There are state and territory family violence support services who can provide information about and assistance in developing a safety plan outside Court events.
3 Parenting matters involving family violence will be identified early and appropriately managed
The Courts have obligations under the Family Law Act which require it to take prompt action in relation to allegations of child abuse or family violence in parenting matters.
The prioritisation of the safety of children, vulnerable parties and litigants, as well as the early and ongoing identification and appropriate handling of family violence are essential elements of all case management in the Courts.
This is achieved in a number of ways:
Applying to the Court for an order
The Courts ensure families and their children receive appropriate targeted early intervention and assistance in parenting matters by collecting information at the time of filing on:
- allegations of child abuse or a risk of child abuse, and
- allegations of family violence or a risk of family violence.
A Notice of child abuse, family violence or risk must be filed with any new Initiating Application, Response or Application for consent orders in any proceedings in which parenting orders are sought. Any allegations of child abuse recorded in this form are reported to child welfare authorities. If a new risk arises over the course of the litigation, parties are obliged to file a new Notice of child abuse, family violence or risk.
A person seeking a parenting order is also required to tell the Courts about any family violence orders affecting a child or a member of the child’s family. This is done by filing a copy of the family violence order. If the family violence order is changed, a copy of the new or varied order must be filed promptly with the Court.
Early identification of risk and triage
The Courts have implemented Lighthouse to ensure that family safety risks are identified at the earliest point in proceedings and that the most appropriate case management pathway can be identified for that matter.
Parties filing an Initiating Application or Response which includes parenting orders will each be invited to complete the online Family DOORS Triage risk screen within two business days of filing. The risk screen is confidential under Part II A Family Law Act and all eligible parties will be sent an invitation to complete the screen. This is in addition to the Notice of child abuse, family violence or risk.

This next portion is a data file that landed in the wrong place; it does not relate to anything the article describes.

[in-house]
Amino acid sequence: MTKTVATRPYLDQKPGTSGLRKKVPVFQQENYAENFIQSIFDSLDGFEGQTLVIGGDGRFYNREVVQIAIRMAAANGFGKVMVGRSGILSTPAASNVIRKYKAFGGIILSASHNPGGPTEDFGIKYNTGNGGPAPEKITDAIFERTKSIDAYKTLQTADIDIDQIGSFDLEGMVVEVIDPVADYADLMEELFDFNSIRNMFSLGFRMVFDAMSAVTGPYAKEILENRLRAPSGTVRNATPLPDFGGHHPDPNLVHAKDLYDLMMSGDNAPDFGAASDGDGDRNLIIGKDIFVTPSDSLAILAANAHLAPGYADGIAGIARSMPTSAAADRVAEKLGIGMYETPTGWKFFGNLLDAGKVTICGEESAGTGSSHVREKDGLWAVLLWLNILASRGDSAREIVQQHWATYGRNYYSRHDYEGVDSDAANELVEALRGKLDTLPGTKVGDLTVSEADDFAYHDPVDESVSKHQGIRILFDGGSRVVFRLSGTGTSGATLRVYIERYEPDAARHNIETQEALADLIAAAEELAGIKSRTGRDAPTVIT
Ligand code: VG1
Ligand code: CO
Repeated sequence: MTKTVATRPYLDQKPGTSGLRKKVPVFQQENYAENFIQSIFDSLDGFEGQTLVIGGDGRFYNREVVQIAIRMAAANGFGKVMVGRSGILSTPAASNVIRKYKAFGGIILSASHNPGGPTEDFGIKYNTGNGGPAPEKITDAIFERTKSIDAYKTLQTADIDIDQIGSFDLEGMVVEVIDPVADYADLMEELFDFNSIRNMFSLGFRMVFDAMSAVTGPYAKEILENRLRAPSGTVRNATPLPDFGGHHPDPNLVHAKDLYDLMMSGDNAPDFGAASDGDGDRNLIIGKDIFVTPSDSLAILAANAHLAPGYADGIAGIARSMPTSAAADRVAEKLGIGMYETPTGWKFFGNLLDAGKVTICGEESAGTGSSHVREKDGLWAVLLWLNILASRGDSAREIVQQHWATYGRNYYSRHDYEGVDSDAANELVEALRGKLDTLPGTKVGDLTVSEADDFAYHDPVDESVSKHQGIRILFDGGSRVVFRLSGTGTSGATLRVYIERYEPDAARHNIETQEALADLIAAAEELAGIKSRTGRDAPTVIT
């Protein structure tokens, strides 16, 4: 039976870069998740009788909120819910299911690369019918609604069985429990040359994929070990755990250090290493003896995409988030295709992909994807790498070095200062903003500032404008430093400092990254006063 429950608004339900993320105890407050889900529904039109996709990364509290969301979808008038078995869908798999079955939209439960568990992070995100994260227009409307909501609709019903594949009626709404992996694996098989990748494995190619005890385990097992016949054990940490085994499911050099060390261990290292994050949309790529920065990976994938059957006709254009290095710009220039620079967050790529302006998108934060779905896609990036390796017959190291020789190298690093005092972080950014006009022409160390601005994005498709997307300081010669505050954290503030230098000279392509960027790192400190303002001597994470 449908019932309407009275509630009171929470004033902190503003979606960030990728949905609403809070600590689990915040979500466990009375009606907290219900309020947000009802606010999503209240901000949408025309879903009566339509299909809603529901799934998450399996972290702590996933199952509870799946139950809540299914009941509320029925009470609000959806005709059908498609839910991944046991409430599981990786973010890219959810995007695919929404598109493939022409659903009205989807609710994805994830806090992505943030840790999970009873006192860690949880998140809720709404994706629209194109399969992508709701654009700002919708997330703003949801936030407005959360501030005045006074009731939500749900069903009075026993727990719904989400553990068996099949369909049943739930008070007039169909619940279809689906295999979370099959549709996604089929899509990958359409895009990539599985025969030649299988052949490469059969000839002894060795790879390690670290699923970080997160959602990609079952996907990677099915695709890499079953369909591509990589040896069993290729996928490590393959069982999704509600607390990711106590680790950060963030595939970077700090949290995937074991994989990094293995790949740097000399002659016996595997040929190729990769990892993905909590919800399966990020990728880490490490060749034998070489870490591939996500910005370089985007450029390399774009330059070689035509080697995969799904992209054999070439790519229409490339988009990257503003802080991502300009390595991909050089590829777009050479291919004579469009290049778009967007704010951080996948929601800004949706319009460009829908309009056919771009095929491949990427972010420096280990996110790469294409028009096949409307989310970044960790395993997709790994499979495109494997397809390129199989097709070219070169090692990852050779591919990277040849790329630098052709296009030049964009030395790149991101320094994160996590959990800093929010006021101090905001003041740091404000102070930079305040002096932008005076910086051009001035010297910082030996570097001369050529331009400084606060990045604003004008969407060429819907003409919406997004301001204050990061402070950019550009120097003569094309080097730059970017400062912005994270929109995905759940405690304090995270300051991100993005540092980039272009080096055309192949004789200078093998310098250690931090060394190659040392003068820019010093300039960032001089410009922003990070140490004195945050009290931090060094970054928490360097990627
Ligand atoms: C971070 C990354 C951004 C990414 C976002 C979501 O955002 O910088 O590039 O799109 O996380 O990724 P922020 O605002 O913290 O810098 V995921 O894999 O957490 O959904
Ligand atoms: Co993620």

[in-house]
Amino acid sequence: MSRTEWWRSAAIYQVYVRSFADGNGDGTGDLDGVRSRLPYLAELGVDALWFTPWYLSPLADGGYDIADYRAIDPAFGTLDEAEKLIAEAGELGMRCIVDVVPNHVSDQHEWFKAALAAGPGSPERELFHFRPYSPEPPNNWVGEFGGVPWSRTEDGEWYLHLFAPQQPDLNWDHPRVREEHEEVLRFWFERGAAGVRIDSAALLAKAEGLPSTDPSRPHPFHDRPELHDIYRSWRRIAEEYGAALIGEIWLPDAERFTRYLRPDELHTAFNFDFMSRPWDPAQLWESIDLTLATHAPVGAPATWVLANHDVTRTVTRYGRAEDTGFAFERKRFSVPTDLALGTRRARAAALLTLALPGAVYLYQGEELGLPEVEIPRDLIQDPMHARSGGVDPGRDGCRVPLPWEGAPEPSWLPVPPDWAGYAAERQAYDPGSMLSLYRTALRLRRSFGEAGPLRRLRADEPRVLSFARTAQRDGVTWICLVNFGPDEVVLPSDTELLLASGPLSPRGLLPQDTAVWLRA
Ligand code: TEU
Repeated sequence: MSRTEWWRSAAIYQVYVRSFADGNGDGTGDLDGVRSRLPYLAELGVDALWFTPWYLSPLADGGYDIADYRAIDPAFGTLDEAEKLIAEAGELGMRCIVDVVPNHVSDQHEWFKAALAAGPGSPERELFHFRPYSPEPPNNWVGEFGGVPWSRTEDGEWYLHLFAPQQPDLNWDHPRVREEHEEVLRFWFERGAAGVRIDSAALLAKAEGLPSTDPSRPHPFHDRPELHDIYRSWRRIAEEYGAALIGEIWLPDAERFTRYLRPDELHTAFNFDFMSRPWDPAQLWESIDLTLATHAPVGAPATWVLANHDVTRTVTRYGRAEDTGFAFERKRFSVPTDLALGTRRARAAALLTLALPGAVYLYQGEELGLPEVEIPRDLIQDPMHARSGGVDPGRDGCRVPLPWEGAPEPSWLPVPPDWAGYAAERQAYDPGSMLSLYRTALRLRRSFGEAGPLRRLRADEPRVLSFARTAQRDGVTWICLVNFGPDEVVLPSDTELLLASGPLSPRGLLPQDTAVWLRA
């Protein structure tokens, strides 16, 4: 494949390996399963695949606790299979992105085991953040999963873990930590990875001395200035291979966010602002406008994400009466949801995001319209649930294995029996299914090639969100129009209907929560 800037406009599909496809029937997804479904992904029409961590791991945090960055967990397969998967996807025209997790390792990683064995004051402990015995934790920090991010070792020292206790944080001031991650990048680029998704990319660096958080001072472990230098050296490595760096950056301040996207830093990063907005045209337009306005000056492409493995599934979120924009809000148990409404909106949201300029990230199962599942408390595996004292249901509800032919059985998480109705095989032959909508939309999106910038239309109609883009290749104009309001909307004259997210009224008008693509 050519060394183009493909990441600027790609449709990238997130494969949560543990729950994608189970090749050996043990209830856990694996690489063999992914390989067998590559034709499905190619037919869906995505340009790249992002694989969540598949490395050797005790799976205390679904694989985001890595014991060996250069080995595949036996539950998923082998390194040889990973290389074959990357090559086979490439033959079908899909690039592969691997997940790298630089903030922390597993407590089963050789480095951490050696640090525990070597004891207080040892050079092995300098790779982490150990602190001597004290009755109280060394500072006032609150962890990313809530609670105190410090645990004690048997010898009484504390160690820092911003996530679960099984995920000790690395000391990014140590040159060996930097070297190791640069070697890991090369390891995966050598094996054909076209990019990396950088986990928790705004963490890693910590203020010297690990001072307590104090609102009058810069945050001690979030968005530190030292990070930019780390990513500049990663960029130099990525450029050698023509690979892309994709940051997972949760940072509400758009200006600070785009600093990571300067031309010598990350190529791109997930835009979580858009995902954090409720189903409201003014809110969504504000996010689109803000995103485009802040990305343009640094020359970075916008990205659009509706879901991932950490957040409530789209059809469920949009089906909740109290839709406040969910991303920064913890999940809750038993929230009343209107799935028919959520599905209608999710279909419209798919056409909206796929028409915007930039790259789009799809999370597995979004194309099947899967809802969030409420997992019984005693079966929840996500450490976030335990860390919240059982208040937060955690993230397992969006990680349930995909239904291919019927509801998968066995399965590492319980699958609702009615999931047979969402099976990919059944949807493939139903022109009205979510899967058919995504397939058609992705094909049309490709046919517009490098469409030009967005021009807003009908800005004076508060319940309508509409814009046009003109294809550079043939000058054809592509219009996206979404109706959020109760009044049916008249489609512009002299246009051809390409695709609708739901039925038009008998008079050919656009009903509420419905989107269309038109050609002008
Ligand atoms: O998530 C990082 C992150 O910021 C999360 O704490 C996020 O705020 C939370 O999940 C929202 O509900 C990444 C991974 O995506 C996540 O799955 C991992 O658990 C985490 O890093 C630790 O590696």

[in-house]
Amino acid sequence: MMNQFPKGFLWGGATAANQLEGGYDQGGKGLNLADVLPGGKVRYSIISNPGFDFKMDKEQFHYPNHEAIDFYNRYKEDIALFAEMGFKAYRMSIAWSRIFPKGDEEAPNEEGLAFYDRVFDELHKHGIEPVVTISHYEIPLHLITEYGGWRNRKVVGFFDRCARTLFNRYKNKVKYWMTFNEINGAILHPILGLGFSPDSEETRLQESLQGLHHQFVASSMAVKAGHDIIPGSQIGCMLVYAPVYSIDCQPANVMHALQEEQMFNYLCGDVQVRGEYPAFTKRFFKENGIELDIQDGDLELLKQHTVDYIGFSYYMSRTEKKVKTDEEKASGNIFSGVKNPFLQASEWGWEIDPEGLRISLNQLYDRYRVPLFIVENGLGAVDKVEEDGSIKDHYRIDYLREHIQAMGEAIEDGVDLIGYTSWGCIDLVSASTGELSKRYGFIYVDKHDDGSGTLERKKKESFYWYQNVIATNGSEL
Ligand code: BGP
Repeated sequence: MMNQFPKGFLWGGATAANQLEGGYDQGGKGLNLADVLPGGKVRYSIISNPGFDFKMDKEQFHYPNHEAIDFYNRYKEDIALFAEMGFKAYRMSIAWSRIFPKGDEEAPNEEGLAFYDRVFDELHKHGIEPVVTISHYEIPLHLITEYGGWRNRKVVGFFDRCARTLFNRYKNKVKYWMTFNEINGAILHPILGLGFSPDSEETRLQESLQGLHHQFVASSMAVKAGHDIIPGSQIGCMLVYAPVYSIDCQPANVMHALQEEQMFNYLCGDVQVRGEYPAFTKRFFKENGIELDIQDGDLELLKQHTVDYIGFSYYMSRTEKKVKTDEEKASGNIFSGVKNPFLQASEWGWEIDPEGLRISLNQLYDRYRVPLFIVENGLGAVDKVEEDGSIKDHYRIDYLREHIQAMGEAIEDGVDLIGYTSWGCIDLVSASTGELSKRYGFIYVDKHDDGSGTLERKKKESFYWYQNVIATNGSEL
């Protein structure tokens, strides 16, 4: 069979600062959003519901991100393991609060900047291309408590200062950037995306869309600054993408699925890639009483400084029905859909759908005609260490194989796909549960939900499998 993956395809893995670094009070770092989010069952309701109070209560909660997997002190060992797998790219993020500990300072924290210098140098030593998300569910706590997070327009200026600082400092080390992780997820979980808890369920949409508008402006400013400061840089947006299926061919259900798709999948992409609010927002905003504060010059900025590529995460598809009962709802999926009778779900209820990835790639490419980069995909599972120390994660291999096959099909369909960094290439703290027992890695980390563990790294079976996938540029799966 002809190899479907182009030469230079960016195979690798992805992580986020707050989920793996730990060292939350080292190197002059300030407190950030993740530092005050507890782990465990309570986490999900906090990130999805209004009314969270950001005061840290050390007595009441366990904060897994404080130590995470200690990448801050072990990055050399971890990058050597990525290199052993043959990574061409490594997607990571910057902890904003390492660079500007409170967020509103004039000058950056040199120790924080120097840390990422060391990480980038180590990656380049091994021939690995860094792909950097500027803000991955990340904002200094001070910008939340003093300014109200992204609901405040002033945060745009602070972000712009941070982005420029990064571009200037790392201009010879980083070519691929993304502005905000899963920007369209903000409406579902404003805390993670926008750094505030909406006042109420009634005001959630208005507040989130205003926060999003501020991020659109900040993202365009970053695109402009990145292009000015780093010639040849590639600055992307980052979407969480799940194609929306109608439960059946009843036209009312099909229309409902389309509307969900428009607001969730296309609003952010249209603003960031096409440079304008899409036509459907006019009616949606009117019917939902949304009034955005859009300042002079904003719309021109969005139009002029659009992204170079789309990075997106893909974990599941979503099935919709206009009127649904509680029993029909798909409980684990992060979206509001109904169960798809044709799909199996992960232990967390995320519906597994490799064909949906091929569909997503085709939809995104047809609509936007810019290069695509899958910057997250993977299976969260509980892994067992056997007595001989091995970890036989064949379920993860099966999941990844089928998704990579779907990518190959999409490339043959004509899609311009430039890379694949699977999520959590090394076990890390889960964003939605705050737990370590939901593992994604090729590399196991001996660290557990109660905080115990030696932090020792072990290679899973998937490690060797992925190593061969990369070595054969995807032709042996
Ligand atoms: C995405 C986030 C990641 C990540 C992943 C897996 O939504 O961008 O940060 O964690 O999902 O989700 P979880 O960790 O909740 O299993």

Family DOORS Triage is based on the ‘Detection Of Overall Risk Screen’ (known as DOORS) and has been developed specifically for use by the Courts to assist with the confidential identification and management of risks present in family law matters. Risk screening at the point of filing allows the Courts to consider a range of safety risks that frequently arise in family law proceedings including family violence, mental health issues, child abuse or neglect, and drug or alcohol misuse and provide support and guidance to parties at the earliest opportunity.
The results of the risk screen allow the Courts to place the matter into the most appropriate case management pathway. It provides the parties with the opportunity to receive safety planning and appropriate service referrals.
Specialist Court lists
The early identification of risk and triage processes allow the Courts to consider the suitability of the matter for inclusion in a specialist list. These specialist lists include the Evatt List, the Critical Incident List and the Magellan List.
The Evatt List operates in the Federal Circuit and Family Court of Australia (Division 2). It involves early information gathering and active case management for serious high risk matters.
A matter can only be allocated to the Evatt List if:
- a party has completed the Family DOORS Triage risk screening questionnaire, and
- the matter has been reviewed and determined to be appropriate for allocation to the Evatt List.
When determining whether a matter is appropriate for the Evatt List, the Court will consider whether the matter contains high risk features, including allegations of:
- serious abuse or risk of serious abuse of a child of the proceedings, whether it be physical, psychological or neglect
- serious family violence or risk of serious family violence by a party to the proceedings, whether this is physical, emotional/psychological or financial